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                from ASPJJ / Added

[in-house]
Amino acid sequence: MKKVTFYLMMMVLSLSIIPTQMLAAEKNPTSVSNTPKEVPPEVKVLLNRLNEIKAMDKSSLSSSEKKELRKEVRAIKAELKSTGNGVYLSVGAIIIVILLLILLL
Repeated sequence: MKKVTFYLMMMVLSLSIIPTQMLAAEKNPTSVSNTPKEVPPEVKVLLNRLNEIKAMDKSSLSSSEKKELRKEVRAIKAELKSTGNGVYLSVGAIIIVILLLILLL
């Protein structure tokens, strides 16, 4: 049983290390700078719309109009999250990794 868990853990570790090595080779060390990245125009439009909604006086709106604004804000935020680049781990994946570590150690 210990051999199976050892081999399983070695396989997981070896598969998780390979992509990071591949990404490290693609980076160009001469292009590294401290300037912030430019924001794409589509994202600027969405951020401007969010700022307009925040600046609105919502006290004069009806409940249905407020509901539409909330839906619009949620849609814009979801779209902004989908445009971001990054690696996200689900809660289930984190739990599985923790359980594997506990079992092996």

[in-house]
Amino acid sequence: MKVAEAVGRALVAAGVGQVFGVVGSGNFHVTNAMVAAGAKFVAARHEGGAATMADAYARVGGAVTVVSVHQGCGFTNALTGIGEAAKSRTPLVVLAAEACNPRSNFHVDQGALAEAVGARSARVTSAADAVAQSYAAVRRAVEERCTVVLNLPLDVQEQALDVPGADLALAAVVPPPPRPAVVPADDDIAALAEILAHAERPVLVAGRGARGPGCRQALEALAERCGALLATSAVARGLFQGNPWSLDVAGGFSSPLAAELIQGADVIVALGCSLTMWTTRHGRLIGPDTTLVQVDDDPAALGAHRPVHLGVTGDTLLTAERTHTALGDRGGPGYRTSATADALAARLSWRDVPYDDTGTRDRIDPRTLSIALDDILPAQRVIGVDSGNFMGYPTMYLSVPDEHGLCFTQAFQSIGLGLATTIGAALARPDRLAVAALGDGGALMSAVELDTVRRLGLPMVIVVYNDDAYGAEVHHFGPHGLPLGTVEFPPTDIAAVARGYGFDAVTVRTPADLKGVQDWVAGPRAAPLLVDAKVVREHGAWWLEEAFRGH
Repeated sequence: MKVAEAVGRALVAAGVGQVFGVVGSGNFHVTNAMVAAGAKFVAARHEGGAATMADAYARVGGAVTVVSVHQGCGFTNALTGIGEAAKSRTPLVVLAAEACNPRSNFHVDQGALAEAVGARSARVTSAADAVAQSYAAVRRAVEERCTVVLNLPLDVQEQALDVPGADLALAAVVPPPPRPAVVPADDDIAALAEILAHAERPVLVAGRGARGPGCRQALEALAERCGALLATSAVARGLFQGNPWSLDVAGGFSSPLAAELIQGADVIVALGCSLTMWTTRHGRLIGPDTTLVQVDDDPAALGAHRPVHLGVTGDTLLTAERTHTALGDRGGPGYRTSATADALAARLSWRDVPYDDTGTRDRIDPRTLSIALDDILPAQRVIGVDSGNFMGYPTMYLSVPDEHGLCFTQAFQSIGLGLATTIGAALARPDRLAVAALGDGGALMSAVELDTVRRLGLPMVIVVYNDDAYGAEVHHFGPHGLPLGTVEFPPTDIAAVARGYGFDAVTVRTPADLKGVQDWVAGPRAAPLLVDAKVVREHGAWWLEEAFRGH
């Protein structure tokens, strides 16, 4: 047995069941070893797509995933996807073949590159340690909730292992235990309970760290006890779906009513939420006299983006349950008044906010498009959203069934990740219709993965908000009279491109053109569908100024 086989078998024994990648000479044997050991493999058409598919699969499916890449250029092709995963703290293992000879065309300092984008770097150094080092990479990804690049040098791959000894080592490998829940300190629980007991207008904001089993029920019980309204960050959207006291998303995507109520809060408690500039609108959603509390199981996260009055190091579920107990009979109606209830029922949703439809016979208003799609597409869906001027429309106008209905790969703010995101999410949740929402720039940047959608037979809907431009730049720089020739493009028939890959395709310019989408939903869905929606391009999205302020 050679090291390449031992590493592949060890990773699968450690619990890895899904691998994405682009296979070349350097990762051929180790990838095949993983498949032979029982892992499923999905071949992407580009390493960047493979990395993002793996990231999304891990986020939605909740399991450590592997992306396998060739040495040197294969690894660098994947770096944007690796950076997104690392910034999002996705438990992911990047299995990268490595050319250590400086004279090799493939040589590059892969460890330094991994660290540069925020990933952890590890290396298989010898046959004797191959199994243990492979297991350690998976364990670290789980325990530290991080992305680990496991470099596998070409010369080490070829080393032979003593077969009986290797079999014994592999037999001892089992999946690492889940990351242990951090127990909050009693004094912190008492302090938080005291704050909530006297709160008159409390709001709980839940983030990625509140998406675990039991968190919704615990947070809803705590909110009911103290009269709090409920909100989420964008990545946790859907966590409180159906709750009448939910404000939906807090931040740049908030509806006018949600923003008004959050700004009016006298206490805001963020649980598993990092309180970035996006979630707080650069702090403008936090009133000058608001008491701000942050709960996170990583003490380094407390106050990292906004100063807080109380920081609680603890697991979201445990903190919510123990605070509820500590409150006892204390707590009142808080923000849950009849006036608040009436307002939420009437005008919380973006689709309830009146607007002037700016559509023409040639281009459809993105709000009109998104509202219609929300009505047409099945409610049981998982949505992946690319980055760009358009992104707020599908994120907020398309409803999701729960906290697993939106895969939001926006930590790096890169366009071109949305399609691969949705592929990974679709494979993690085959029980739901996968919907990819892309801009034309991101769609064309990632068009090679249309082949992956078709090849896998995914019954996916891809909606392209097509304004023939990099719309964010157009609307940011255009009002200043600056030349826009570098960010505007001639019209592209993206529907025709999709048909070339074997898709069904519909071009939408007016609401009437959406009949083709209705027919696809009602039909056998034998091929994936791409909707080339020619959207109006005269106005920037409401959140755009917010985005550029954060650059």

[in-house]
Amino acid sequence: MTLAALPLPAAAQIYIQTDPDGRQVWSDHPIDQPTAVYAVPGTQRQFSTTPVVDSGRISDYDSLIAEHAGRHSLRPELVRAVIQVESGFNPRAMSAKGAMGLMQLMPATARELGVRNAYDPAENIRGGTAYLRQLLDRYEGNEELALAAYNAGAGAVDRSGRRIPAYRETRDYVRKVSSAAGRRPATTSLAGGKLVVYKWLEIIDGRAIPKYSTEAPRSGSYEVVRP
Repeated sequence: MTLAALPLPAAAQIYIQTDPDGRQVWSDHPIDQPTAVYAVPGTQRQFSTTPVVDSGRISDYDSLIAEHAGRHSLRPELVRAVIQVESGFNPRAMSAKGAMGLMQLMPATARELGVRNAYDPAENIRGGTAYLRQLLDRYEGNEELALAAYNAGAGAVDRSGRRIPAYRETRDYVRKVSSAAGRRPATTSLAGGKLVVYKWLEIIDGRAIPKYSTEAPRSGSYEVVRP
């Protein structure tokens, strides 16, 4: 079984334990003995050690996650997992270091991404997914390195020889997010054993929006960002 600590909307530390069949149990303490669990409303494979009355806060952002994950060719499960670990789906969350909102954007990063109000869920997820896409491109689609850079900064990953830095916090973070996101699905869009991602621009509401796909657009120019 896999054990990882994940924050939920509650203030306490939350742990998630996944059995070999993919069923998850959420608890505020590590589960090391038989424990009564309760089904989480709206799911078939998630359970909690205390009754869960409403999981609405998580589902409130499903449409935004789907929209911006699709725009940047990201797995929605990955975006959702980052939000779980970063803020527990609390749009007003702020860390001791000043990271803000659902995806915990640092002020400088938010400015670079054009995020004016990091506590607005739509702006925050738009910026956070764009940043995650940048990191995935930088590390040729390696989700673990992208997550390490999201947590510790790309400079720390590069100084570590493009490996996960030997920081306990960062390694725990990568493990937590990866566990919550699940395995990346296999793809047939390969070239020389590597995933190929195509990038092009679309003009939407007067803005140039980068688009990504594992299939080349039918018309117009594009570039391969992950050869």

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                In this Webisode we will address one of the most common questions asked by our customers today. “What information should I follow to determine approved cleaning and sterilization instructions?” This issue of IFU compliance is a hot topic and area of focus for many healthcare facilities right now, and we are going to explore this subject today, looking closely at what the AAMI standards have to say. In addition we’ll also discuss some practical options for you and your facility. First, let’s look at the amendment to AAMI standard ST79 for sterilization. In section 7.2.2 it states: “The written IFU of the device manufacturer should always be followed. The reusable medical device manufacturer is responsible for ensuring that the device can be effectively cleaned and sterilized…The manufacturer’s written IFU should be kept on file and periodically reviewed for any updates. If there are no specific written IFU instructions in the labeling, then the manufacturer should be contacted directly to provide a documented method.” 1 AORN also supports AAMI ST79 and state in their AORN Recommended Practices for Cleaning and Care of Surgical Instruments and Powered Equipment that “The manufacturer’s written, validated instructions for handling and reprocessing should be obtained and evaluated to determine the ability to ade¬quately clean and reprocess the equipment within the health care facility before purchasing surgical instruments and powered equipment.” 2 Because the Joint Commission and other agencies want to make sure you are following the most updated standards and instructions, it has become the facility’s responsibility to comply with the latest IFUs. Medical device manufacturers, or MDMs, are continually updating IFUs to meet regulatory guidelines; so even an IFU that is only two to three years old may already be out of date. How can you streamline this process of being up to date with IFUs? In this dynamic environment and increasing focus on IFU compliance we are pleased to report that STERRAD® Systems are currently listed in IFUs by many device manufacturers for terminal sterilization. At ASP, we work closely with many Medical device companies to make sure we maintain the most current IFUs for instruments listed in our online reference tool, the STERRAD® Sterility Guide, also known as the SSG. Every device listed in the SSG is backed by an acknowledgment from the device manufacturer in their labeling or instructions for use. It’s worth noting that we are constantly adding new devices to the SSG. In fact in the last two months alone, we added thousands oflistings. As a general purpose sterilizer, STERRAD® Systems can process many stainless steel accessories and instruments, as well as the critical devices listed on the SSG. Visit SSG http://www.sterradsterilityguide.com/. Or for more information, visit ASP at http://www.aspjj.com. AD-120105-01-US_A